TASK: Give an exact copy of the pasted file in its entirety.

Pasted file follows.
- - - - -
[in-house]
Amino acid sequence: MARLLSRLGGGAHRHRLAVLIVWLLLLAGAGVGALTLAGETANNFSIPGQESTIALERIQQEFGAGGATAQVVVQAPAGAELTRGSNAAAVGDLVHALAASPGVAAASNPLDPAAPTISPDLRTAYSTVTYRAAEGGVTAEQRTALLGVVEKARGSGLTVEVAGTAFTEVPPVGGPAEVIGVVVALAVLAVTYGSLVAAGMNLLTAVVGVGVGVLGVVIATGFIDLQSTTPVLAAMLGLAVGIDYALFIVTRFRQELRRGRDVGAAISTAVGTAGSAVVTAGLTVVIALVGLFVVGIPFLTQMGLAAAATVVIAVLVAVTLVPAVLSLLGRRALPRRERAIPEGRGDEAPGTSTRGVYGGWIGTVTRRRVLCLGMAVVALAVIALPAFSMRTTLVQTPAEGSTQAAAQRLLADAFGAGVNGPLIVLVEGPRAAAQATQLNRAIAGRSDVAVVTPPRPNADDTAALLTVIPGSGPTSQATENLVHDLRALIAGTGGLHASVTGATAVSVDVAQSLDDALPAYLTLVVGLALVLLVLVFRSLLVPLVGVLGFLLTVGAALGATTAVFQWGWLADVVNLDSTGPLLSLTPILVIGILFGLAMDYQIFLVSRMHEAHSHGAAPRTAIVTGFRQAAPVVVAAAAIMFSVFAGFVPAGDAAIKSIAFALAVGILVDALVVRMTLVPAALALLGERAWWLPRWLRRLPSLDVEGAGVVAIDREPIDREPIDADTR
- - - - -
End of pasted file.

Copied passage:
[in-house]
Amino acid sequence: MARLLSRLGGGAHRHRLAVLIVWLLLLAGAGVGALTLAGETANNFSIPGQESTIALERIQQEFGAGGATAQVVVQAPAGAELTRGSNAAAVGDLVHALAASPGVAAASNPLDPAAPTISPDLRTAYSTVTYRAAEGGVTAEQRTALLGVVEKARGSGLTVEVAGTAFTEVPPVGGPAEVIGVVVALAVLAVTYGSLVAAGMNLLTAVVGVGVGVLGVVIATGFIDLQSTTPVLAAMLGLAVGIDYALFIVTRFRQELRRGRDVGAAISTAVGTAGSAVVTAGLTVVIALVGLFVVGIPFLTQMGLAAAATVVIAVLVAVTLVPAVLSLLGRRALPRRERAIPEGRGDEAPGTSTRGVYGGWIGTVTRRRVLCLGMAVVALAVIALPAFSMRTTLVQTPAEGSTQAAAQRLLADAFGAGVNGPLIVLVEGPRAAAQATQLNRAIAGRSDVAVVTPPRPNADDTAALLTVIPGSGPTSQATENLVHDLRALIAGTGGLHASVTGATAVSVDVAQSLDDALPAYLTLVVGLALVLLVLVFRSLLVPLVGVLGFLLTVGAALGATTAVFQWGWLADVVNLDSTGPLLSLTPILVIGILFGLAMDYQIFLVSRMHEAHSHGAAPRTAIVTGFRQAAPVVVAAAAIMFSVFAGFVPAGDAAIKSIAFALAVGILVDALVVRMTLVPAALALLGERAWWLPRWLRRLPSLDVEGAGVVAIDREPIDREPIDADTR